Judge Bundy Smith's dissent also states that Carvajal's conviction for criminal possession of a controlled substance was obtained in violation of the federal Constitution. It argues that New York's exercise of jurisdiction over the possession counts was a violation of Article III, § 2 and the Sixth Amendment. Carvajal, 6 N.Y.3d at 321-22 (G.B.Smith, J., dissenting). However, the Supreme Court has made it clear that Article III and the Sixth Amendment are understood as venue provisions. United States v. Cabrales, 524 U.S. 1, 6 (1998); Williams v. Florida, 399 U.S. 78, 93 n. 35 (1970). Venue, unlike jurisdiction proper, is subject to waiver. See, e.g., United States v. Calderon, 243 F.3d 587, 590 (2d Cir.2001); People v. Moore, 46 N.Y.2d 1, 10 (1978). Moreover, it appears that “the Supreme Court has not decided whether the Sixth Amendment's vicinage clause applies to the states.” Stevenson v. Lewis, 384 F.3d 1069, 1072 (9th Cir.2004); see also People v. Goldswer, 39 N.Y.2d 656, 662 (1976) (stating “[i]n Federal prosecutions undoubtedly ‘district’ means the Federal judicial districts established by Congress” but, “[i]t is not entirely clear what this means in [s]tate prosecutions, or whether in fact it imposes any obligations on the [s]tate to create or designate subdivisions limiting venue and vicinage within the [s]tate.”). One thing is clear: Carvajal never challenged his prosecution for criminal possession of a controlled substance on the ground that it was in violation of his federal constitutional right to proper venue.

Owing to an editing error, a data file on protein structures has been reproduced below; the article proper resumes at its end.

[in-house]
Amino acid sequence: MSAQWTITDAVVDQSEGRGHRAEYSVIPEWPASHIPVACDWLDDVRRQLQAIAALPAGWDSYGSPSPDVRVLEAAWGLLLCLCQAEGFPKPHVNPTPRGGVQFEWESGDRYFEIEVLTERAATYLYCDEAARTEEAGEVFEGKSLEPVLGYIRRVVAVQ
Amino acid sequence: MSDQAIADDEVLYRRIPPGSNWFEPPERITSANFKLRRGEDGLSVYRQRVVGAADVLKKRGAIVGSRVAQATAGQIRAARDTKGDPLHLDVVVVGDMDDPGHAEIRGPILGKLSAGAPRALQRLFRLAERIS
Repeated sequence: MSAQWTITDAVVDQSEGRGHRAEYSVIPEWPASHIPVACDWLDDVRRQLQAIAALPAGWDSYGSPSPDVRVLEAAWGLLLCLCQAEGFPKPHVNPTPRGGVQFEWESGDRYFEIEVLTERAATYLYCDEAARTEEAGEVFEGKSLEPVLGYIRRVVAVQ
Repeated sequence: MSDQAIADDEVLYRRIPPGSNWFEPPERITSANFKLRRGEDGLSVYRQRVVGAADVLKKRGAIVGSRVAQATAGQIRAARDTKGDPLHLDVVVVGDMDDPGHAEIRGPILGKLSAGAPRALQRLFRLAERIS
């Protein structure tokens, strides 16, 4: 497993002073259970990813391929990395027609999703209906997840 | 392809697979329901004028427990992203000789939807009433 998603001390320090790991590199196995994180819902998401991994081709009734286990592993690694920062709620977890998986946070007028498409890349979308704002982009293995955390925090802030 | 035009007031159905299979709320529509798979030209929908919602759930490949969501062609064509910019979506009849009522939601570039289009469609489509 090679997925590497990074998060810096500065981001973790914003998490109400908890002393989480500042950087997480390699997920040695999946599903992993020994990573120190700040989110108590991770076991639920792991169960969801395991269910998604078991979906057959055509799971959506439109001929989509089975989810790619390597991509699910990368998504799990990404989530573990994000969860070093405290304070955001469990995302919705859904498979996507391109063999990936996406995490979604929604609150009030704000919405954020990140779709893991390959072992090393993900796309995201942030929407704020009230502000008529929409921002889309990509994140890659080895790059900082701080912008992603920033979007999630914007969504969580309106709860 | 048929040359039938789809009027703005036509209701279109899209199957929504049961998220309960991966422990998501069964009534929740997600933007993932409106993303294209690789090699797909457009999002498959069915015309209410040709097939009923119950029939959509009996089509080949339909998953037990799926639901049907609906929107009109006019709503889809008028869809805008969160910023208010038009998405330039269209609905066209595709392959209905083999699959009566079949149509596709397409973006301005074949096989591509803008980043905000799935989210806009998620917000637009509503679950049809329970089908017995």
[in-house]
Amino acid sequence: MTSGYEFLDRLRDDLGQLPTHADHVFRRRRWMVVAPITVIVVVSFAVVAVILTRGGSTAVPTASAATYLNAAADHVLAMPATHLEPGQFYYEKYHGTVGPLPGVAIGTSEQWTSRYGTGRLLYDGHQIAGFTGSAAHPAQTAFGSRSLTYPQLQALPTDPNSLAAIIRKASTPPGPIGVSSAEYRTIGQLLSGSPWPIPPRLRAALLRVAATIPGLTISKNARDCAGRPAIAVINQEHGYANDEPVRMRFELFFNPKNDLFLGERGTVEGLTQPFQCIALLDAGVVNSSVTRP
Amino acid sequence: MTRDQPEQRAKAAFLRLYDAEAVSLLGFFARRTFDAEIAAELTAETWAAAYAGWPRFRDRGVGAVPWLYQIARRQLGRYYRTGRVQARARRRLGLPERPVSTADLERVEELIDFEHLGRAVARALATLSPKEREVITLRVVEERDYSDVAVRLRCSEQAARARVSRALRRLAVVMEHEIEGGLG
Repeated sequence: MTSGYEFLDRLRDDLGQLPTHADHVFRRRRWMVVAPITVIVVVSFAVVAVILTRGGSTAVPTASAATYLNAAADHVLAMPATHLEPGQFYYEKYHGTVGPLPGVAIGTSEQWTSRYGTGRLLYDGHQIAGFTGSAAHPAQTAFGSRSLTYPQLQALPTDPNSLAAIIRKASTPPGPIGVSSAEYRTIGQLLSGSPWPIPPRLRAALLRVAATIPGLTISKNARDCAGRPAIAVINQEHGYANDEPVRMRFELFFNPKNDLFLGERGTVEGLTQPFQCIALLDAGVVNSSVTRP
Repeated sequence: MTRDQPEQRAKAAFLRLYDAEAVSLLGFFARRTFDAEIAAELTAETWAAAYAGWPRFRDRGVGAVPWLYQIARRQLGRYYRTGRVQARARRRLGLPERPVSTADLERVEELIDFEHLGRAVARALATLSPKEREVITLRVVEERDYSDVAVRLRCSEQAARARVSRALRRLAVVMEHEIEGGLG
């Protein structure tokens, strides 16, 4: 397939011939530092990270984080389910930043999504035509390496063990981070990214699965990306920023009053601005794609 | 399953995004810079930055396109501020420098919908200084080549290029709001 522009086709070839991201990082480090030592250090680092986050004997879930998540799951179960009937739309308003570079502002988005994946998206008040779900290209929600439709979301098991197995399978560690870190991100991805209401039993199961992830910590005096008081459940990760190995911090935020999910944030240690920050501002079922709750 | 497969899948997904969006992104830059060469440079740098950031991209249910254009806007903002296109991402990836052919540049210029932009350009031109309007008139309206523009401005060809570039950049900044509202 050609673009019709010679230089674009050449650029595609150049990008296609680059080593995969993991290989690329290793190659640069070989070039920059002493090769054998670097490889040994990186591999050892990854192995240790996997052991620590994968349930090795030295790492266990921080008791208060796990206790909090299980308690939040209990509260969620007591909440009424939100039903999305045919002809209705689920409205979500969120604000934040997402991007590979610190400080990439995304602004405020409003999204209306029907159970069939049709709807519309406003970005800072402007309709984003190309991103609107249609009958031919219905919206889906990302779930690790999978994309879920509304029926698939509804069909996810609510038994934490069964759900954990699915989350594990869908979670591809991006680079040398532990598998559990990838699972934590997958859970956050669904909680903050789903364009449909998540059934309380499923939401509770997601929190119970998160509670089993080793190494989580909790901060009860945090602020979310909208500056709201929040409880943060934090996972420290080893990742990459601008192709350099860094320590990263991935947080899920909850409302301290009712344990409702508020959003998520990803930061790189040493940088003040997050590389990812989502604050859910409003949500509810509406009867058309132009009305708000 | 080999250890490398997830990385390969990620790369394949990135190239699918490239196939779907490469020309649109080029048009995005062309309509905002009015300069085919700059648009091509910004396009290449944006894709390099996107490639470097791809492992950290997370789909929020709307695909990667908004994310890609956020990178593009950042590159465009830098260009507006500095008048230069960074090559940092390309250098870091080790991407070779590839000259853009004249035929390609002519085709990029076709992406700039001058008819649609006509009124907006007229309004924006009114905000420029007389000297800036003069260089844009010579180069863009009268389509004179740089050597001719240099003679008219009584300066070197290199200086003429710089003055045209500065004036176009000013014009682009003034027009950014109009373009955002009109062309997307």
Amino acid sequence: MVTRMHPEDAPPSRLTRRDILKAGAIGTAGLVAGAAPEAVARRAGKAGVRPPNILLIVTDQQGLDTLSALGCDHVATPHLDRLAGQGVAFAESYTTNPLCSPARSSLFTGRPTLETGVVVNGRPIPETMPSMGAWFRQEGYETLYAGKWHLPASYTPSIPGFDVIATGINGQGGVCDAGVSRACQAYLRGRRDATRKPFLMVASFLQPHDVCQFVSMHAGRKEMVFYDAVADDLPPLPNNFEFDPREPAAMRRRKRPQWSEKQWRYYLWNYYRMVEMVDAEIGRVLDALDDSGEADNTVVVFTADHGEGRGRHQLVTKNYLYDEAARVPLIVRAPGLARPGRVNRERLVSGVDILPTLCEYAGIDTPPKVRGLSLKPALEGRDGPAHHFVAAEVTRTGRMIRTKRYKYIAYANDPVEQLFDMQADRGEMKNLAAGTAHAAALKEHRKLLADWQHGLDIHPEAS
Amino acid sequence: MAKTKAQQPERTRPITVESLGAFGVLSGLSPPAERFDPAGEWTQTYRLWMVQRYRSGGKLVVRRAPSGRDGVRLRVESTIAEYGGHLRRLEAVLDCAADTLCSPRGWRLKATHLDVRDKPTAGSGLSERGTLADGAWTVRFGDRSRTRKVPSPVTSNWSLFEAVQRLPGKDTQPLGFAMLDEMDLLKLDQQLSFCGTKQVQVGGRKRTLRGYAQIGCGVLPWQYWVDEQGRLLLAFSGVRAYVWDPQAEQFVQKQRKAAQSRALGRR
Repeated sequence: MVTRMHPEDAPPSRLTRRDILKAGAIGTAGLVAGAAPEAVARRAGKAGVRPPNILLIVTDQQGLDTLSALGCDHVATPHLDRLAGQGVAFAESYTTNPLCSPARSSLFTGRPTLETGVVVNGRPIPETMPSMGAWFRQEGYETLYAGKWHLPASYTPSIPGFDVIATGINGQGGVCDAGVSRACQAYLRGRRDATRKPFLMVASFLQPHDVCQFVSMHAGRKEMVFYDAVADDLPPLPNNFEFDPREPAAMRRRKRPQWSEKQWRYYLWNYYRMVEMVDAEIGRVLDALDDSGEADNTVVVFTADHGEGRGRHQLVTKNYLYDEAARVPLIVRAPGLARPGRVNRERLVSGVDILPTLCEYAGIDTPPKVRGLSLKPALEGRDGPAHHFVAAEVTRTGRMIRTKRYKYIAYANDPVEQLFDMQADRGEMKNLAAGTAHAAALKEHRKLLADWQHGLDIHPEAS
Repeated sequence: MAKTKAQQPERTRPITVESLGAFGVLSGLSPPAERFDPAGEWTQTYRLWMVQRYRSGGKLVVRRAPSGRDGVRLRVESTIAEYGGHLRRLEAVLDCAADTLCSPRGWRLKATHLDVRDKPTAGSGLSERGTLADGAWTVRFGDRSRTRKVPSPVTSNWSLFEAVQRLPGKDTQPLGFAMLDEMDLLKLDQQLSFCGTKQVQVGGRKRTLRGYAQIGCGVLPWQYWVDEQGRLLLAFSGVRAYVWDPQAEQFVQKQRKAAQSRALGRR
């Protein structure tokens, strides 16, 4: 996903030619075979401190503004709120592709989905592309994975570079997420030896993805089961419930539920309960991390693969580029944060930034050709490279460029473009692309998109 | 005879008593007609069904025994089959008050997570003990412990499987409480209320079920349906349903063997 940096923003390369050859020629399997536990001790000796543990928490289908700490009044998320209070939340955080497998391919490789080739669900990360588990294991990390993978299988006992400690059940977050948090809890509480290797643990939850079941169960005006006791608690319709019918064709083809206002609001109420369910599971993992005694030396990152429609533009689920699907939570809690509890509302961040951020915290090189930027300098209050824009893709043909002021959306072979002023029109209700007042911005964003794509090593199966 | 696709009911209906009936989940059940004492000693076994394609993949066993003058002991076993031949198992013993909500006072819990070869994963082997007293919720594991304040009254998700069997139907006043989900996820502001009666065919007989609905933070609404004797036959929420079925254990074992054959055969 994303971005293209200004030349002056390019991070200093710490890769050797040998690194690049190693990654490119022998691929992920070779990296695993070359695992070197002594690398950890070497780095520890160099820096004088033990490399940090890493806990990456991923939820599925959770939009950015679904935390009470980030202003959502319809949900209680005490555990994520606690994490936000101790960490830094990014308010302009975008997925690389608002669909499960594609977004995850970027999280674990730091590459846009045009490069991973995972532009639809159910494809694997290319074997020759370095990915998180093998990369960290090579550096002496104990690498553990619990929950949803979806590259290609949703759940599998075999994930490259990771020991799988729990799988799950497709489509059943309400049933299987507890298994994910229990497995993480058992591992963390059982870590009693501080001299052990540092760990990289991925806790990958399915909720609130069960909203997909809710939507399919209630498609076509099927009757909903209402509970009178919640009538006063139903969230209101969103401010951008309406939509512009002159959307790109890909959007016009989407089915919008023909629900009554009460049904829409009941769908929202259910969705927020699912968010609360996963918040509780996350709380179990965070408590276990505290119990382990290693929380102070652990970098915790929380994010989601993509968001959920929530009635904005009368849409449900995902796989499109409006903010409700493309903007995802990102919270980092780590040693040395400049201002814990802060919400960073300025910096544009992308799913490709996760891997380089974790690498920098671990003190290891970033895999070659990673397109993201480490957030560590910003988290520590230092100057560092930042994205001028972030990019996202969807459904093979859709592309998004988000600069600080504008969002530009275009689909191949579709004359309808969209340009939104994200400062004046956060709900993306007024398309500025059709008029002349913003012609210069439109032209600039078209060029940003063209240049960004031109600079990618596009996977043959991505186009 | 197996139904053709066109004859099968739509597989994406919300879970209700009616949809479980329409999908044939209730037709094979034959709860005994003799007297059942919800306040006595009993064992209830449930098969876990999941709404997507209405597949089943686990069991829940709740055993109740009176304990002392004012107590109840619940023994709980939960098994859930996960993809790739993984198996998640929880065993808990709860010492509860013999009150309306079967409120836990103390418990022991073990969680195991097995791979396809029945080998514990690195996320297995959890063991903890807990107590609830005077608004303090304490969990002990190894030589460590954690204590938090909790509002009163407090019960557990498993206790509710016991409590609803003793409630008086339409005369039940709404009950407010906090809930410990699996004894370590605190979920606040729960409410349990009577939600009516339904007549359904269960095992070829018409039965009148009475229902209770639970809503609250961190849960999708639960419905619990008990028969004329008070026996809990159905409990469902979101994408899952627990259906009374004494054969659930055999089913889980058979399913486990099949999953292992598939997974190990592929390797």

On appeal, Carvajal also invokes Strassheim (identified by the magistrate judge as the relevant Supreme Court precedent), which holds that a state may punish “[a]cts done outside a jurisdiction, but intended to produce and producing detrimental effects within it.” 221 U.S. at 285 (emphasis added). But it is not evident that this passage from Strassheim is prescriptive, and that actual effects are required to support jurisdiction. So even if Carvajal had relied on Strassheim before the state courts-which he did not-we are not convinced that he would be entitled to relief from this Court. As the Supreme Court of California has observed, “the constitutional limits of state courts' extraterritorial jurisdiction in criminal matters have not been precisely delineated, [but] it is clear that states may extend their jurisdiction beyond the narrow limits imposed by the common law.” People v. Betts, 103 P.3d 883, 887 (Cal.2005), cert. denied, 545 U.S. 1133 (2005). In fact, New York has upheld the exercise of extraterritorial jurisdiction in scenarios that do not fall within the Strassheim test, and no one has suggested that doing so was a violation of the federal Constitution. For example, New York recognizes a theory of “protective” jurisdiction, pursuant to which “the jurisdiction of the [s]tate, or one of its counties, may be exercised over conduct outside its geographical borders where such conduct was intended to have a deleterious effect within its territory.”11 People v.. Fea, 47 N.Y.2d 70, 76 (1979).